letters, opinions, editorials
re: Dear Citizens of Bernalillo
On the eve of the mayoral election my supporters and I are working hard to get out my message that it is time for Bernalillo to take a new direction. We must fix the mistakes of the past, open up Town Hall and give everyone a chance to participate in a new era of community cooperation. The time has come to implement new fiscal policies and procedures to ensure our tax dollars are spent wisely. With your help our town will keep it’s peaceful, rural atmosphere while dealing with the pressure to change and adapt. We sincerely appreciate all of the help from so many people. Along with the many volunteers, I have gone door to door throughout Bernalillo to talk to the voters person to person. Our phone bank volunteers continue to do a wonderful job. Special thanks to over two hundred people who have voluntarily placed yard-signs on their property. And thanks to everyone who has helped in so many ways.
The Bernalillo Churches Mayoral Forum was a rousing success. Over 200 people attended, and listened to the five candidates. We believe it gave voters a good opportunity to consider their options. Thank you to the Churches, volunteers and all those who attended. The Alegria community and the Democratic Women of Sandoval County also held forums which gave attendees the ability to ask questions and hear from the candidates. I appreciated the opportunities to address the voters, allowing them the chance to compare the candidates. The more informed the voters, the better. Thank you to everyone who has contacted our campaign, asking questions and providing input. The response has been tremendous. This willingness of citizens to get involved in the process demonstrates that people want to help. If we work together we can build a better Bernalillo.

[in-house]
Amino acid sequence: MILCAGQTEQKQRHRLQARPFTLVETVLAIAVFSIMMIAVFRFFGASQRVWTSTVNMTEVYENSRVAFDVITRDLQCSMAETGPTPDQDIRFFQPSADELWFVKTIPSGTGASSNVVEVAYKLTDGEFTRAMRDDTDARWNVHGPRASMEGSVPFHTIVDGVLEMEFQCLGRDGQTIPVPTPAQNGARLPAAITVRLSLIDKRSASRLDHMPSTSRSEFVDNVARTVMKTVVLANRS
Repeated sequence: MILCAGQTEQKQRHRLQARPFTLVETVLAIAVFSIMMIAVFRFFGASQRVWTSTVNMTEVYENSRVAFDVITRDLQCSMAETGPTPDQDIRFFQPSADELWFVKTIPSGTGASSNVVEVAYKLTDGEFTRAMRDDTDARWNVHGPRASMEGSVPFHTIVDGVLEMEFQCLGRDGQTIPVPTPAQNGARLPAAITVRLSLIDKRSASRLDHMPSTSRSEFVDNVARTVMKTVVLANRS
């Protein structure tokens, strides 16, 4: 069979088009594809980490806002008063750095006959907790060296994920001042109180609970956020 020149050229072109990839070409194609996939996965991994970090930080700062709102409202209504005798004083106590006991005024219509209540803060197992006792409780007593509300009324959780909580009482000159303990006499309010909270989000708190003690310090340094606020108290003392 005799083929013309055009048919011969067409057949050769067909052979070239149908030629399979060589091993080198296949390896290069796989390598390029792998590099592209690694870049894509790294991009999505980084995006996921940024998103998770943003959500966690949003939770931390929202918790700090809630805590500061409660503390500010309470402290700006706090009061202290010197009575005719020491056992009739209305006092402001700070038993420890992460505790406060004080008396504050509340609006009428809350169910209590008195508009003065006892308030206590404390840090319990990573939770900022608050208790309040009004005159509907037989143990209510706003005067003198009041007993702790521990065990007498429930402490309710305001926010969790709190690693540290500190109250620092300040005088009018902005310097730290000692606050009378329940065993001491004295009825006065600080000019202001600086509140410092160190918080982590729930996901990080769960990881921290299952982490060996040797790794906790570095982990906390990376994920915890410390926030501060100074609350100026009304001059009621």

I will be a full-time Mayor accessible to citizens. I will solicit Community involvement with task forces and committees. Ordinances must be fairly and consistently enforced. Tax dollars must be spent wisely especially with our drinking water.
Please remind your friends, neighbors and family to vote March 2 from 7 a.m. to 7 p.m. in Town Hall. Westside voters must vote at the Alegria Club House. Contact Jack at electjacktorresmayor.com
PLEASE VOTE !
—Jack Torres, Bernalillo
re: Eastern Sandoval County Arroyo Flood Control Authority
(ESCAFCA) pays back $100,000 start-up loan from Town of Bernalillo
The Eastern Sandoval County Arroyo Flood Control Authority (ESCAFCA) is in full swing. One of its first successes is to repay the start-up loan of $100,000 from the Town of Bernalillo.
In November 2008, ESCAFCA was created by an affirmative vote with funding of $6 million to be paid by a mill levy on area residents’ property taxes. Because that money wouldn’t be received by ESCAFCA until December 2009, the Town of Bernalillo loaned ESCAFCA $100,000 to pay for its start-up operating costs. That loan was paid back in full on February 1, 2010, one full month ahead of the due date.